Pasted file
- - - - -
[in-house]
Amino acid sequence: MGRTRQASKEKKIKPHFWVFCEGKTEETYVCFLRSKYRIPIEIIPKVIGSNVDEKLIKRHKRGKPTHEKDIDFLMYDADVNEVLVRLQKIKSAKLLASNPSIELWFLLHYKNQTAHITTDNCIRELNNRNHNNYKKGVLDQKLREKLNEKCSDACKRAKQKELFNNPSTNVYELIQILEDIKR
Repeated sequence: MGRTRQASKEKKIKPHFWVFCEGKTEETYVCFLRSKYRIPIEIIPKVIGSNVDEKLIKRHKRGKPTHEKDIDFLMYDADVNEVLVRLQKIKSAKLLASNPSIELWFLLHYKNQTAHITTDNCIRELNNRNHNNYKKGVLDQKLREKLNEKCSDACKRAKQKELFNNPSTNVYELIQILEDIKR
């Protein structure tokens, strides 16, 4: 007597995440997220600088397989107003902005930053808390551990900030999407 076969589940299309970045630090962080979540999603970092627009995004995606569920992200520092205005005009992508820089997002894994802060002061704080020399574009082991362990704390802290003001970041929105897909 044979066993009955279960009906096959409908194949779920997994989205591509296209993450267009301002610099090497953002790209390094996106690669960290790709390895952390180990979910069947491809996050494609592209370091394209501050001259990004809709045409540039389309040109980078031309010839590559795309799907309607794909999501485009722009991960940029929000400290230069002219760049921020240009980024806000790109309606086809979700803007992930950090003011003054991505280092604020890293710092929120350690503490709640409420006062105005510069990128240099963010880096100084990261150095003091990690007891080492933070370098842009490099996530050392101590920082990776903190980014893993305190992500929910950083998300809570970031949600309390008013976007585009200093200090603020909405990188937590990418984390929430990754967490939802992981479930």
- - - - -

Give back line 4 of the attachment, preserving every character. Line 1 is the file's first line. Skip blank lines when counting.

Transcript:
């Protein structure tokens, strides 16, 4: 007597995440997220600088397989107003902005930053808390551990900030999407 076969589940299309970045630090962080979540999603970092627009995004995606569920992200520092205005005009992508820089997002894994802060002061704080020399574009082991362990704390802290003001970041929105897909 044979066993009955279960009906096959409908194949779920997994989205591509296209993450267009301002610099090497953002790209390094996106690669960290790709390895952390180990979910069947491809996050494609592209370091394209501050001259990004809709045409540039389309040109980078031309010839590559795309799907309607794909999501485009722009991960940029929000400290230069002219760049921020240009980024806000790109309606086809979700803007992930950090003011003054991505280092604020890293710092929120350690503490709640409420006062105005510069990128240099963010880096100084990261150095003091990690007891080492933070370098842009490099996530050392101590920082990776903190980014893993305190992500929910950083998300809570970031949600309390008013976007585009200093200090603020909405990188937590990418984390929430990754967490939802992981479930």